The House of Representatives has prioritized the Science for Change Program (S4CP) bill, authored by Rep. Joey S, Salceda of Albay, when it resumes sessions in July. Speaker Pantaleon D. Alvarez has initiated the move.
House Bill 4581 or S4CP, which the House Committee on Science and Technology has already approved, aims to accelerate investments in science and technology (S&T) and boost scientific innovations and inventions, and research and development to further enhance the country’s global competitiveness.
Salceda, who authored the S4CP in collaboration with the Department of Science and Technology (DOST) and the country’s S&T—research and development community (R&D), also principally authored two other urgent measures both considered game changers—the Universal Access to Tertiary Education, now awaiting President Duterte’s signature; and the Tax Reform for Acceleration and Inclusion (Train), the government’s comprehensive tax reform package now with the bicameral committee.
The S4CP measure, also dubbed as “Science for the People”, has a proposed P21-billion R&D budget next that will more or less double yearly over the next five years, and could reach P672 billion in 2022. The country’s total R&D budget for 2017 is only P5.8 billion.
Addressing the recent graduation rites of the University of the Philippine’s National Institute of Physics (NIP) Class 2017, Salceda cited the crucial role scientists and researchers play in the country’s race for global competitiveness.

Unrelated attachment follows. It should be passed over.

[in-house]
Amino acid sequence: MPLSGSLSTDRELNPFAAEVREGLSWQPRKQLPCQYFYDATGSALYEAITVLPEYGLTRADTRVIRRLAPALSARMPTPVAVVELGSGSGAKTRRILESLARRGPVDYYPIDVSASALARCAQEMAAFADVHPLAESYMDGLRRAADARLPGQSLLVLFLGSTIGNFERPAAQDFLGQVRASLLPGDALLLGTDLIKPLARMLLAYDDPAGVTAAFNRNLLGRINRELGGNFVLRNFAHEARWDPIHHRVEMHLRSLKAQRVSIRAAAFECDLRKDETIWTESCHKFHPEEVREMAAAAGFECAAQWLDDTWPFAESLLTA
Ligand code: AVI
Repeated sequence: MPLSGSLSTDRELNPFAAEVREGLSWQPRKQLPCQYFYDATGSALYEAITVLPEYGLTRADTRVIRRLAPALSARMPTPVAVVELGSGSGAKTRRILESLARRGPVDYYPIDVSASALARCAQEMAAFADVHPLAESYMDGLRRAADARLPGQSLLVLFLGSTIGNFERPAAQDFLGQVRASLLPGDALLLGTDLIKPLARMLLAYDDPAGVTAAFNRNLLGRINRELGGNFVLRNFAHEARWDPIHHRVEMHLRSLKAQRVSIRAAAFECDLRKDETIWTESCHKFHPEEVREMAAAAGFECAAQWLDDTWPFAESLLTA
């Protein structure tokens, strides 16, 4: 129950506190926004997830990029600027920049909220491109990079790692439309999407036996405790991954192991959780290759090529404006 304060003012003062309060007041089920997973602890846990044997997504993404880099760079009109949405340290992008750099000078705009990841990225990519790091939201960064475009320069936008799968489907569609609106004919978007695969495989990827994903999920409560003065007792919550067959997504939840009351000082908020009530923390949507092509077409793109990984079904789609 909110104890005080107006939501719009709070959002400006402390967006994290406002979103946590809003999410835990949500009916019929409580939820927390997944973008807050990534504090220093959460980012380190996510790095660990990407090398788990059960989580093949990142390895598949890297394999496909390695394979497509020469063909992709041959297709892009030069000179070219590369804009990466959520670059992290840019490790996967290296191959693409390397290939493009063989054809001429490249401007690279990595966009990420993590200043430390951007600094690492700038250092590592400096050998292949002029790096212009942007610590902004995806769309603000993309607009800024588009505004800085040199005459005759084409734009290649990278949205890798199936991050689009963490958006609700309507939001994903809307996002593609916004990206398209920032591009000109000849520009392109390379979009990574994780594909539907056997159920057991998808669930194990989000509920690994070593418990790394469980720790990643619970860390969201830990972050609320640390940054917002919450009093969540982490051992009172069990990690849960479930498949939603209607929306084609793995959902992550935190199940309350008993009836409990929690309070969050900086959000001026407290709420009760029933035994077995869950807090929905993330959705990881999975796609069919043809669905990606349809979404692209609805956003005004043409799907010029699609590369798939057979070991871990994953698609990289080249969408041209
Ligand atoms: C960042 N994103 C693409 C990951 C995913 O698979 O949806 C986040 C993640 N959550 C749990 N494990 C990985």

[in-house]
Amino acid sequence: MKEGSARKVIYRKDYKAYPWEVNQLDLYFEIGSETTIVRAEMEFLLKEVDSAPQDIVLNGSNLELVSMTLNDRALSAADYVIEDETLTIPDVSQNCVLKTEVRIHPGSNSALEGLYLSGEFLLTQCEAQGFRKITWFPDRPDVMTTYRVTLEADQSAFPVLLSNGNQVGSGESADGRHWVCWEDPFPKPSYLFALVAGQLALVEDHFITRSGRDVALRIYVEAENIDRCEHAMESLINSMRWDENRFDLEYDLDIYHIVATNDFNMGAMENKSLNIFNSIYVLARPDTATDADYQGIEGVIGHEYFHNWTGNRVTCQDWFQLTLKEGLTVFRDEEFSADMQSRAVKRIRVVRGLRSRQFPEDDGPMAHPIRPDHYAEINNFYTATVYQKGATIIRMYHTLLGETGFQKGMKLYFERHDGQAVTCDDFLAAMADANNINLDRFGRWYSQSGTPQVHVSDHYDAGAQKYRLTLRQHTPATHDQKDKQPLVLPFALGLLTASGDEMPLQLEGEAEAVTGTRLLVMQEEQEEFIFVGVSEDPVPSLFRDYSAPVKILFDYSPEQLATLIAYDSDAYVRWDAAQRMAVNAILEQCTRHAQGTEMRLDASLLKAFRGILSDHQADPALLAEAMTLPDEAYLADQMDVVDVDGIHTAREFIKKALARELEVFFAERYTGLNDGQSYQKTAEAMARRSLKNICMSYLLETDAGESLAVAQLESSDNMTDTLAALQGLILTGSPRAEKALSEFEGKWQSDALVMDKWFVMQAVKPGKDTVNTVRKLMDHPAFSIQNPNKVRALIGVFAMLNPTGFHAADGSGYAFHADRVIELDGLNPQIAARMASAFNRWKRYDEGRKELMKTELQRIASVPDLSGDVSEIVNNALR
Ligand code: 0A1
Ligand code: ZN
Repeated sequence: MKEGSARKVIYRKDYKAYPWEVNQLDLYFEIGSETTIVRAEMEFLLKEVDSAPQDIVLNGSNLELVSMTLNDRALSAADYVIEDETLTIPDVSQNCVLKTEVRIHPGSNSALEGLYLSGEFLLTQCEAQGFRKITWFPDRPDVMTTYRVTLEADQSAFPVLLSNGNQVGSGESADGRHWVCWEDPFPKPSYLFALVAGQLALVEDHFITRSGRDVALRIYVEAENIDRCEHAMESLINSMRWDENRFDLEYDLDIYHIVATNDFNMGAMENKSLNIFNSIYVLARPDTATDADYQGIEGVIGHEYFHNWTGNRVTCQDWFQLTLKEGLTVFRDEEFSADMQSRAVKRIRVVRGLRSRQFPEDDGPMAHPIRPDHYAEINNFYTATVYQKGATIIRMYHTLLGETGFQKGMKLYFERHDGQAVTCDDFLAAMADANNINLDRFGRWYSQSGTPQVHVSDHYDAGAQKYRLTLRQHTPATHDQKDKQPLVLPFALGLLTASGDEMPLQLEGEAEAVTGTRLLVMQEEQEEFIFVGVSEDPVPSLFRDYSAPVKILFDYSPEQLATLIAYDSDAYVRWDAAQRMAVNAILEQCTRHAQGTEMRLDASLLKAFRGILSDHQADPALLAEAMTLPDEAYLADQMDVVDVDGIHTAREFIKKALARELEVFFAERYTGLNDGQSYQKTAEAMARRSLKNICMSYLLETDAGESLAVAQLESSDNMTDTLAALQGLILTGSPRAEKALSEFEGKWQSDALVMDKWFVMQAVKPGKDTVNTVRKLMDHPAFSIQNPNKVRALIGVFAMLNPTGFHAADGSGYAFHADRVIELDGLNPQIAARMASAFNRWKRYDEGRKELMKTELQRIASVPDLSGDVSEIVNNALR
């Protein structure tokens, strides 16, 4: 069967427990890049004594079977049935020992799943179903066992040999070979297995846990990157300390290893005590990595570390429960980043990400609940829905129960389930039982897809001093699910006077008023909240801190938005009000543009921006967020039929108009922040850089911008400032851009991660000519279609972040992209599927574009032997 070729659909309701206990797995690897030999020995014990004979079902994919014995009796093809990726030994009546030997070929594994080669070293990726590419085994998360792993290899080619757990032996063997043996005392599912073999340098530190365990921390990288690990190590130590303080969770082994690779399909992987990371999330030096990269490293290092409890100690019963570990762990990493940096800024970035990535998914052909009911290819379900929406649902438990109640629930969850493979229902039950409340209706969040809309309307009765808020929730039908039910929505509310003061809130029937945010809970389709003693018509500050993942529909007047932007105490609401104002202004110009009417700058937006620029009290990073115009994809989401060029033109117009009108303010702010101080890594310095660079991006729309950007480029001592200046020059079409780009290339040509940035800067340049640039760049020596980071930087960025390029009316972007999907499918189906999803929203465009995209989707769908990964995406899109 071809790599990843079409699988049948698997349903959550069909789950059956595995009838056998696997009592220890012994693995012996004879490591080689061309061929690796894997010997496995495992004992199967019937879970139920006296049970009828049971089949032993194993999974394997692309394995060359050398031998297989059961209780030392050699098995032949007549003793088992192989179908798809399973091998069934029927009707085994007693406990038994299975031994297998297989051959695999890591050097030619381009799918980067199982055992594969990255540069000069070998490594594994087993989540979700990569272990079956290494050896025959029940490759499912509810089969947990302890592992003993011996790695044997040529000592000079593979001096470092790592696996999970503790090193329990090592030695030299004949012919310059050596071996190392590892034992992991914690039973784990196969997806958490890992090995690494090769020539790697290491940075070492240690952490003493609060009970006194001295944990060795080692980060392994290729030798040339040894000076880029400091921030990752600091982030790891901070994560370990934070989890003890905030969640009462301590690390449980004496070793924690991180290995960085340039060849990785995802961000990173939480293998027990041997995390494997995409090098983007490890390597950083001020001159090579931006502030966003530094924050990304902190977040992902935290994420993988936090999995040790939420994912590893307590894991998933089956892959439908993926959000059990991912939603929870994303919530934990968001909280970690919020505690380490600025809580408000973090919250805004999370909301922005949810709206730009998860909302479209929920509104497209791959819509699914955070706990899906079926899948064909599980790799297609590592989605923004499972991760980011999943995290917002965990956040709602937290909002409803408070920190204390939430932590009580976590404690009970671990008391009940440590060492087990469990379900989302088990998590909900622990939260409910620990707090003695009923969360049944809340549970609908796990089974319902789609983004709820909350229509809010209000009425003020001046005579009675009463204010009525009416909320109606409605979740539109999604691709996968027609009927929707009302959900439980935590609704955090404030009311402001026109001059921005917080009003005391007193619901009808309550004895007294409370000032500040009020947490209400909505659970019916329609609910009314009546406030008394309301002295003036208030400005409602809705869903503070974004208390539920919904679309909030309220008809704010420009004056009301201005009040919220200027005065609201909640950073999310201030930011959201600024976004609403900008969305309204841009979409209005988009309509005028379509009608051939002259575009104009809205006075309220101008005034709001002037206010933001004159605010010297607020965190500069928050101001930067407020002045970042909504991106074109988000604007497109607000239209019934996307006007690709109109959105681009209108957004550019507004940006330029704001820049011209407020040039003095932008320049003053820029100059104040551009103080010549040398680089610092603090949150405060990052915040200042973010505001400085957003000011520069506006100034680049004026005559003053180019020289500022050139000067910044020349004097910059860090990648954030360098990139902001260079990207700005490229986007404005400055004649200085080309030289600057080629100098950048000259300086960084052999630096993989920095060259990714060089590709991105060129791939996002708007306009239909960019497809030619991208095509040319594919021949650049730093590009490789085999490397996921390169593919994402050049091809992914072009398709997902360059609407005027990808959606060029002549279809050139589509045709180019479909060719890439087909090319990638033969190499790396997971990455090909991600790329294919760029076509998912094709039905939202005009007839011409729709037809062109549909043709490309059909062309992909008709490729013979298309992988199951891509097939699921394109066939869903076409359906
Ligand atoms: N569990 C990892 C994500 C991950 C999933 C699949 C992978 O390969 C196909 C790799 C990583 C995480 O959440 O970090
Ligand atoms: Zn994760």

He urged the NIP graduates and professors to support S4CP and challenged them to “take your success to the next level…having reached another milestone, one that equipped you with knowledge and understanding, as you will face more challenges ahead.”
Two factors have triggered Salceda’s S4CP formulation—the Unesco assessment that there is a critical need to increase the country’s number of researchers, scientists and engineers; and the hiked DOST budget, which includes higher allocations for the Philippine Science High School and DOST’s Science Education Institute.
S4CP has four components—program expansion in seven areas, new programs in six areas, grand plan for S&T HRD and accelerated R&D program for capacity building of R&D institutions and industrial competitiveness.
Salceda said among the new program areas where NIP and its graduates can play a significant role are Human Security R&D (NIP has expertise in terahertz technology); Strengthening R&D in the regions; and Artificial intelligence.